That, for some, it is a wasted effort is considered a worthwhile price for them and for society to pay to encourage participation in democracy.

The objection "But it inconveniences me so I shouldn't have to do it." has another side. There has to be a calculation. Your inconvenience alone isn't sufficient, in Australia, for mandatory voting to be considered 'a bad thing'.


Sometime people have to do pointless stuff so other stuff happens. It's called society. You, almost literally, can't live without it. You certainly can't live the way you do now without it.
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Old 1st November 2018, 10:10 AM   #90
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Originally Posted by theprestige View Post
There's definitely a cultural disconnect, but not in the passage you hilited.

Say I'm not all that interested in voting this year. The country's muddling along well enough, and nothing on the slate or the ballot really moves the needle for me. There's maybe half a dozen other things I could do with my day, that would be more productive, more enjoyable, or otherwise more meaningful to me than going to the polls and marking a ballot.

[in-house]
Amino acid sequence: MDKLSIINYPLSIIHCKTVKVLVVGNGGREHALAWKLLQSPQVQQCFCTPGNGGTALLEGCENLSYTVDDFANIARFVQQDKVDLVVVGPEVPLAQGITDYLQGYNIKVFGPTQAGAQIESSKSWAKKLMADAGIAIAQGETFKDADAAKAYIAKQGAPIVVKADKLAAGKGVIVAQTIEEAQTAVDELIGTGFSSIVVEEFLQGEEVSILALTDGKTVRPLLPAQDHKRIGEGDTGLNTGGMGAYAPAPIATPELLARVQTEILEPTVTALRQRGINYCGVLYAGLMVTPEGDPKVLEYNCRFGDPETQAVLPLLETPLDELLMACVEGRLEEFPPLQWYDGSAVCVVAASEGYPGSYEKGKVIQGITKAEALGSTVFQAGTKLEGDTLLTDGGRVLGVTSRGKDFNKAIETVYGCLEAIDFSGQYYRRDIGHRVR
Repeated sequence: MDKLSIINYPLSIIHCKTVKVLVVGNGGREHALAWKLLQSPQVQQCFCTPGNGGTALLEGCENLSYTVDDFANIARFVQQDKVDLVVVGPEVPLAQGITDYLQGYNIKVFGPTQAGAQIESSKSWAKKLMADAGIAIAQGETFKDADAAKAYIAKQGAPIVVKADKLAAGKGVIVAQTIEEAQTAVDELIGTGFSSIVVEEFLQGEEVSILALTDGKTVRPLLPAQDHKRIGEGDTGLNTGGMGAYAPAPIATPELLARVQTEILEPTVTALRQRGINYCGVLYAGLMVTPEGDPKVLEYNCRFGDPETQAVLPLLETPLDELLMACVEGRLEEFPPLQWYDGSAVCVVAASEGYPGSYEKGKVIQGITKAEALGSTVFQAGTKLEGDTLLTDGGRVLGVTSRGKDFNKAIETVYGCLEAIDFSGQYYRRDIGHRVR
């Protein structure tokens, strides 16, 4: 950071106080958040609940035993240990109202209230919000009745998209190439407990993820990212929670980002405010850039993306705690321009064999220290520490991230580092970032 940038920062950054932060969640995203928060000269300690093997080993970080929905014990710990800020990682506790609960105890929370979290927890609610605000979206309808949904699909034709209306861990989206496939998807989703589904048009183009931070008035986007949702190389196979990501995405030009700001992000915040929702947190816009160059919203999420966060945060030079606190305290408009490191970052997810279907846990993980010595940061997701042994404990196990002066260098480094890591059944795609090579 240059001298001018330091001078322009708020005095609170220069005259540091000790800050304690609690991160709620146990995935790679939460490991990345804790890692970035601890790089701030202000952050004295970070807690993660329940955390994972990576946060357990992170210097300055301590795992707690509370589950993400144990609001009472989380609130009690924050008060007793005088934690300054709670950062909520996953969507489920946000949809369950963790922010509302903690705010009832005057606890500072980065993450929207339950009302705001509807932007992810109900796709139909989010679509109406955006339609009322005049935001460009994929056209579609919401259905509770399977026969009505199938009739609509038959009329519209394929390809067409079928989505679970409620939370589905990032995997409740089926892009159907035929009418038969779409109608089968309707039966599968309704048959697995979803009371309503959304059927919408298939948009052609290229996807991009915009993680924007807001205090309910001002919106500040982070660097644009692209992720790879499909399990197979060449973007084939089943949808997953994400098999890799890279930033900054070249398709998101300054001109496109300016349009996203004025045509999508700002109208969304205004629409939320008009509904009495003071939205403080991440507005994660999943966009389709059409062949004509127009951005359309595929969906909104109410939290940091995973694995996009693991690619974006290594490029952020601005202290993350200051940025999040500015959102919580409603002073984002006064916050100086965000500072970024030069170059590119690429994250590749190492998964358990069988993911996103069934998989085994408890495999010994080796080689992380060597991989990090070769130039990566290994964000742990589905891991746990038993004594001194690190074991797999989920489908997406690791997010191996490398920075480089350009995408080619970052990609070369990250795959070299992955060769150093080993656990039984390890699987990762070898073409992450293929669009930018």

Me going to the polls would be suboptimal. It would also be an empty gesture, a meaningless ritual for me. The only reason to do it is so that you can feel good about seeing me go through the motions. That, and so that you don't punish me for staying home.

Why is this the one thing that gets you going? It's part of one day, every other year or so.

Do you moan about stopping at stop signs even if there's no oncoming traffic? How is that not a far greater burden on you than voting?

There are literally thousands of little things like that that society requires us to do, so that society works. Why is this relatively minor imposition the one that gets you so worked up?
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Old 1st November 2018, 10:16 AM   #91
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Originally Posted by 3point14 View Post
It gets people to the polling booth. I imagine large numbers of people who otherwise wouldn't cast a vote do actually cast a vote for a preferred candidate as they have to go anyway.
I imagine so.

I'm saying that getting to the polling booth should be a matter of individual choice, not government compulsion. Regardless of how much it increases your happiness meter to know people are voting for stuff.